as adults, we process this through prayer or action or mature discussion or nightmares or complete disconnection.  whatever it takes to get through the day.  but kids just absorb it.  they don’t have the emotional or intellectual tools to handle this kind of information.  so they carry it around with them.  it’s not just a one-time frantic freak out.  it’s woven into their list of daily thoughts and fears.  they bring it up at bedtime, over dinner or on a long car ride.  when their minds are quiet and focused, these questions crop up.  they are scared, they are confused, they are stressed.  it’s messing with their basic, primal need for safety.  we’re talking root chakra.  foundation.

when the foundation is not solid, the rest of the body is unstable.  and it creates a child who is off balance, a child who turns into a maniac when just one more challenge is thrown at them.  to add to the instability is the complexity that WE create in the lives of our children. we’re way past self-help books, mommies.  we can unearth tools in books and lectures that can help us harness our strong willed children, but these collective tools are only a bandaid on a bloody gusher.  the real problem isn’t them.  it’s us.

it’s modern american culture.  it’s this big, fast, flashy, plastic american childhood we offer our kids.  i’m guilty of this.  so i am not pulling a self-righteous tirade.  but i truly believe that the solutions to our child-rearing problems are not to be found through books, behaviorists or bandaids.  the solution is found in mindfulness and simplicity.

i think that children who are less stimulated will have fewer behavioral issues.  the homework, the competition, the tutoring, the television, the team sports, the social calendar, the scheduled activities, the playdates, the closet full of clothes, the parties, the toys… each on its own is manageable.  but glopped all together, it’s downright overwhelming.  we can barely handle being responsible for all these things.  and we expect our kids to be?  and what is the purpose for all this activity?  seriously, let me inquire again.  what is the purpose for all this activity?

so now what?  what do we do?  how do we pull in the reigns?  b/c growing up at the speed of life is just too much for our kids to bear.

first, we need to provide our children with a solid foundation in the intangibles.  if there is no time for discussion about spirituality in the day, what the hell we all here for?  to learn to color in the lines?  to be the best athlete on the playing field?  to get into a good school so we can make lots of money and buy shiny things?  well, those things are part of development, part of the human experience, but are they all?  i’d argue no.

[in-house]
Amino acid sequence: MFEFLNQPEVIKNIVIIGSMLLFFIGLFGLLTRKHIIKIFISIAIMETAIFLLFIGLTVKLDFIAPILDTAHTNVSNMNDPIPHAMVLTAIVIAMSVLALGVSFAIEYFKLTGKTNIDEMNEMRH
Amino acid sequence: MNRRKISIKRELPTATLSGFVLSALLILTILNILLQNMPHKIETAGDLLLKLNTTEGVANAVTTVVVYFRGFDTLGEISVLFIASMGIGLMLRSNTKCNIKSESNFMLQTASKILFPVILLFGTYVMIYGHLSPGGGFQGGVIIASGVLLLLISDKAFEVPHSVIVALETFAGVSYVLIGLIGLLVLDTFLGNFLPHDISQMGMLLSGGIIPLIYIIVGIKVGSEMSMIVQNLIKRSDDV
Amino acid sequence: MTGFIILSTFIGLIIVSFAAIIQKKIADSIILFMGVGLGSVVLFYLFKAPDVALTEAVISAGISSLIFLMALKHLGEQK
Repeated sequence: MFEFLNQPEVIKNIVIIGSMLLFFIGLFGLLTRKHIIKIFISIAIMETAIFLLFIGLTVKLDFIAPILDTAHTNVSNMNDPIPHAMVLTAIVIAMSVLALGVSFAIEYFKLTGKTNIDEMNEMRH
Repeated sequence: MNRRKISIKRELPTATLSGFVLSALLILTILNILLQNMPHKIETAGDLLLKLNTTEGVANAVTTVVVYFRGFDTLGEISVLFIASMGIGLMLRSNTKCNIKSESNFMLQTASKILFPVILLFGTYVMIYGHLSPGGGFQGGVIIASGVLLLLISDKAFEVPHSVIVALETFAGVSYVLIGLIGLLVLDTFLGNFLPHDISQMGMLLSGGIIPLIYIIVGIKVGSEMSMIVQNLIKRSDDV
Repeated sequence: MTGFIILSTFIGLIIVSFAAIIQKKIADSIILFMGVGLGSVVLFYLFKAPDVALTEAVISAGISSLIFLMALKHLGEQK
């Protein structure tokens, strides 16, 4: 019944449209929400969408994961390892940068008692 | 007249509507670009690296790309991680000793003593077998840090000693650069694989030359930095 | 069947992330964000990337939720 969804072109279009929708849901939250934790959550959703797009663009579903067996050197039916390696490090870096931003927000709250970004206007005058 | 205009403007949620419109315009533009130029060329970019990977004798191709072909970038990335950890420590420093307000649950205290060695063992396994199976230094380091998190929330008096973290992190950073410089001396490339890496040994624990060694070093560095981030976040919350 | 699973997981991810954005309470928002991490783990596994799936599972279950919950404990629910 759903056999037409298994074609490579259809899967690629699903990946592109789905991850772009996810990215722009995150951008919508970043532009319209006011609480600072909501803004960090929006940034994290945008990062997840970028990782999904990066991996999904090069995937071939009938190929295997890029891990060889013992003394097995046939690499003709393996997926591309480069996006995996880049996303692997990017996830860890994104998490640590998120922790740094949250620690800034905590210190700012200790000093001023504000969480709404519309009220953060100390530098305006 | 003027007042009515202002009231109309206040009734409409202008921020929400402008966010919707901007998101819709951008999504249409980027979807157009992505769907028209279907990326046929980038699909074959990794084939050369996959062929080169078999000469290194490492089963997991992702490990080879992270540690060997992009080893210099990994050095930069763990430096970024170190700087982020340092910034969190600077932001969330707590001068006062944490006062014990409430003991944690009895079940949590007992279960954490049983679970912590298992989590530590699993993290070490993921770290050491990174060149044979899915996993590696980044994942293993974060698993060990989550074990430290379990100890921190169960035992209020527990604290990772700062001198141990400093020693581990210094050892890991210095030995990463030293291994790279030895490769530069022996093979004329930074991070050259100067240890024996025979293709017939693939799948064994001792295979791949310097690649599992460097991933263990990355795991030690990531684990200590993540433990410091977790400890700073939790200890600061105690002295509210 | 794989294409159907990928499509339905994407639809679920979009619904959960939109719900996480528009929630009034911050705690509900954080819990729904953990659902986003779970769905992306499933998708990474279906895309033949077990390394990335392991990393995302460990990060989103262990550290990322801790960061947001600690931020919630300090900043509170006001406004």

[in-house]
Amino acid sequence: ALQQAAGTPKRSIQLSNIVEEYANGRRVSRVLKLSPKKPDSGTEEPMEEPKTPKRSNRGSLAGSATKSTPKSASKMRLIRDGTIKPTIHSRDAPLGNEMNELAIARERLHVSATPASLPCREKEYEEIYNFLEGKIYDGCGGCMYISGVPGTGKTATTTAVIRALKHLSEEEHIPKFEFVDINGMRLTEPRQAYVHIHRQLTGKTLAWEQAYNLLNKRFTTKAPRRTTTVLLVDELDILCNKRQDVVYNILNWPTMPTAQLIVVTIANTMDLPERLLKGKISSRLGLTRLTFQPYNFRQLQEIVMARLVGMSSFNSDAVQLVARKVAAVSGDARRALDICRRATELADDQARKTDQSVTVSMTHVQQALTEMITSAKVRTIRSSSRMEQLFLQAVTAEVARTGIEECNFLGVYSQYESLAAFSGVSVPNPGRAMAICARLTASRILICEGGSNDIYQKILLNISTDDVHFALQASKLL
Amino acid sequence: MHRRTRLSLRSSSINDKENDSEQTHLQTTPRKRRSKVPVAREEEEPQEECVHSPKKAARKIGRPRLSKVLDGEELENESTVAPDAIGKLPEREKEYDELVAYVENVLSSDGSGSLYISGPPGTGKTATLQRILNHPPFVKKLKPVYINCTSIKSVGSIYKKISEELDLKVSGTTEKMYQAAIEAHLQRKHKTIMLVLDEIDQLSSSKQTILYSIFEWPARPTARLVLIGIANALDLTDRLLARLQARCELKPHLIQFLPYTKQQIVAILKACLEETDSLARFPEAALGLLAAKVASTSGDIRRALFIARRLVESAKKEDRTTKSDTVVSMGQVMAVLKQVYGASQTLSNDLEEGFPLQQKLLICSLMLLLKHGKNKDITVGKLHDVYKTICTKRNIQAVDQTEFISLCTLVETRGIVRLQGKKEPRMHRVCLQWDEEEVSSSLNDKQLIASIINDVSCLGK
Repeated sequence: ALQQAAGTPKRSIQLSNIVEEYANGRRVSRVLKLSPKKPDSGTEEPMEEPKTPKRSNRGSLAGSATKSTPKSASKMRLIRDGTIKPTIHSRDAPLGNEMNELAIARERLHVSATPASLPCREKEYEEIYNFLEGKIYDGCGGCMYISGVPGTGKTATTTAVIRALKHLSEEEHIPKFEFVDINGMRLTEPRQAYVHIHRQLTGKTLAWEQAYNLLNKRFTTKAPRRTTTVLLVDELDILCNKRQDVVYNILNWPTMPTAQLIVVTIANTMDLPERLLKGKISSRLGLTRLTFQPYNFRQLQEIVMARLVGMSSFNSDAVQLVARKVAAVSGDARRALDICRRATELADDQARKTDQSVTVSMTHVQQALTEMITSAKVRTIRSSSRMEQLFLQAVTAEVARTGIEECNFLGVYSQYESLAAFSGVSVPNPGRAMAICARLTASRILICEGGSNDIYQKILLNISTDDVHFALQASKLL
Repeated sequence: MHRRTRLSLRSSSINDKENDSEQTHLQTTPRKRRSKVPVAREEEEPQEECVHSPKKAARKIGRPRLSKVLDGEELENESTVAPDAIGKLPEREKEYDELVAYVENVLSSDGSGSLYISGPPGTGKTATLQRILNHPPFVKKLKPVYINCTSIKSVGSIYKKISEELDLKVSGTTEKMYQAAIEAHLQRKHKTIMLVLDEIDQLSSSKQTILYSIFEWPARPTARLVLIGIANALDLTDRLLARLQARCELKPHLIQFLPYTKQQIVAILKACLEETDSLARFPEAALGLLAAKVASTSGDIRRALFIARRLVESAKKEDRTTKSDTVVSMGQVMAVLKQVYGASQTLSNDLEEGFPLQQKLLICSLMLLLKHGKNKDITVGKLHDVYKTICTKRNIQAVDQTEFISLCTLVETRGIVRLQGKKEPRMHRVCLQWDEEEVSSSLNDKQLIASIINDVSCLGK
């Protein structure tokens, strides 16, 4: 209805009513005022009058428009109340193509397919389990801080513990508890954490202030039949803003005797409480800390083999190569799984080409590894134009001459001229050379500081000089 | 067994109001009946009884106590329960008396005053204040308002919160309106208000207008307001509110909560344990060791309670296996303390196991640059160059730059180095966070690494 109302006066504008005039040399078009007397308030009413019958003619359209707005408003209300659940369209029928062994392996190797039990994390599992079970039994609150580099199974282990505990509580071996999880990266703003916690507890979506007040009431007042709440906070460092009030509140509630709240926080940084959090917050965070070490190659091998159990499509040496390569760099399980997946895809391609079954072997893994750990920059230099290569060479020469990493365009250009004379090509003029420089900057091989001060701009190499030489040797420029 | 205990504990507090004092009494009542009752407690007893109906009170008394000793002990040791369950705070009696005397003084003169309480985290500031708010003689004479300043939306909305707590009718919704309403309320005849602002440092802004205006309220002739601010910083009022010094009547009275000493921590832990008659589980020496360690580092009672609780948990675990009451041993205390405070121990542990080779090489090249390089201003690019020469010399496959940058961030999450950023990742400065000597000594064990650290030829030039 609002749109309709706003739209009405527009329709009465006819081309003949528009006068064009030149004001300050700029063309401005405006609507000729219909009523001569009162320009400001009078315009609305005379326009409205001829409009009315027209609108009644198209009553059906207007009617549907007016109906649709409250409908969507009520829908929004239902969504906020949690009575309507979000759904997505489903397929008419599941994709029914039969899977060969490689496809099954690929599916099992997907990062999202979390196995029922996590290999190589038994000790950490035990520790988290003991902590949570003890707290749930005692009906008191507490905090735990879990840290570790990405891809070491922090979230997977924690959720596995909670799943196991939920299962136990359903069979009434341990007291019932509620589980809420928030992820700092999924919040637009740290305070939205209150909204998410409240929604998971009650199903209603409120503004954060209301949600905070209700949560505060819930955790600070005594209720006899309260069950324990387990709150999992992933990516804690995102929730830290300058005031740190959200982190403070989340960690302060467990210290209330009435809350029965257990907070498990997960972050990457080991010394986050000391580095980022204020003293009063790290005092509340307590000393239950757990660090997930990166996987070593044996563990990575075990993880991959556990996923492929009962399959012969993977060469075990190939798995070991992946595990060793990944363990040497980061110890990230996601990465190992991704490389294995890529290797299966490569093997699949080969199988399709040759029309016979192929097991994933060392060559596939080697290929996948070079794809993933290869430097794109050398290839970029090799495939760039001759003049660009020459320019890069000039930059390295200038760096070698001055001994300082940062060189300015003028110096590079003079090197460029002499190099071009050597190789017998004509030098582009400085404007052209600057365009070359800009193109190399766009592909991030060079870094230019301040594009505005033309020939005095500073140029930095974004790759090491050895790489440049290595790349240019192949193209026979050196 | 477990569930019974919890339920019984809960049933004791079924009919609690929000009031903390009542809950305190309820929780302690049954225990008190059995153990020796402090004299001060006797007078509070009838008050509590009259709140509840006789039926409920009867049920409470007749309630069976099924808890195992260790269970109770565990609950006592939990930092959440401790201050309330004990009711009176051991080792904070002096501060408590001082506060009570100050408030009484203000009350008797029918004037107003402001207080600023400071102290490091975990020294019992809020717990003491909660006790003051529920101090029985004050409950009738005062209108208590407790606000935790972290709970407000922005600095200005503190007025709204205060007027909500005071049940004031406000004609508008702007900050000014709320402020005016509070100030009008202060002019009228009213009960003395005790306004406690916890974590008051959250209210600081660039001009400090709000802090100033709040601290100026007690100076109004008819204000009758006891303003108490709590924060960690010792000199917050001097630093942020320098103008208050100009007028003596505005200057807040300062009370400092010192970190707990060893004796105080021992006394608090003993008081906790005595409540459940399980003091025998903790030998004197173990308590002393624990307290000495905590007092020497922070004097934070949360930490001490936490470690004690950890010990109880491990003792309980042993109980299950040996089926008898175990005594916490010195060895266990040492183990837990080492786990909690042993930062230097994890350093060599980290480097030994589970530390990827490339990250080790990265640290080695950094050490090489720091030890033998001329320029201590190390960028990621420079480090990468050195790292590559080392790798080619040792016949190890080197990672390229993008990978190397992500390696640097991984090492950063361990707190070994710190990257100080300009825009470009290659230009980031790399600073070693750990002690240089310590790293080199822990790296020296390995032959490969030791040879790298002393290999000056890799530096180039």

i’d say that we are here to learn about love by way of these experiences.  and if our sole purpose here on earth to learn about love, shouldn’t we talk about love more?

when i say love, i don’t mean, “i love my dog,” or, “i love the smell of grass after a rainstorm.”  i mean LOVE.  the love that connects, the love that is infinite, the love that empowers and restores and awakens.  for me, love and god are interchangeable.  and there is nothing that i love to talk about more.

but i admit, for as much as i write about love and talk about love with friends, there is only a casual, sporadic mention of love throughout the week with my children.  we are very busy DOING, leaving very little time for devotion.  so let’s start talking with our kids about god, buddha, love, spirit, allah.  whatever you like to call this magnificent life force.  start with a simple question like this:  where is god?  and just see where the conversation leads.  everyday, try to ask another question about spirit.  if you need prompting, ask me.  i’m happy to provide ideas.

second, with the earthly shitstorm brewing outside our homes, we need to create a sense of hope for our children, mixed in with a dose of acceptance.  because as it stands right now, everything they love is in big fat trouble.  we need to tell them that this planet will survive, that mother earth is STRONG.  we need to present to them examples of this earth regenerating and evolving.

we also need to make sure our children understand that we each have an enormous responsibility to take care of this planet, because this is our home.  and every corner of the planet is connected, just the way each of us human beings is connected.  we need to encourage our children to actively participate in the improvement of our surroundings and show that they can not only carry hope, but also use their own personal power to create a better world.  it doesn’t take a lot to do this.  we can start by doing something as simple as picking up litter while we take a walk.  or giving them a little lesson at the grocery store about buying local and why it’s important.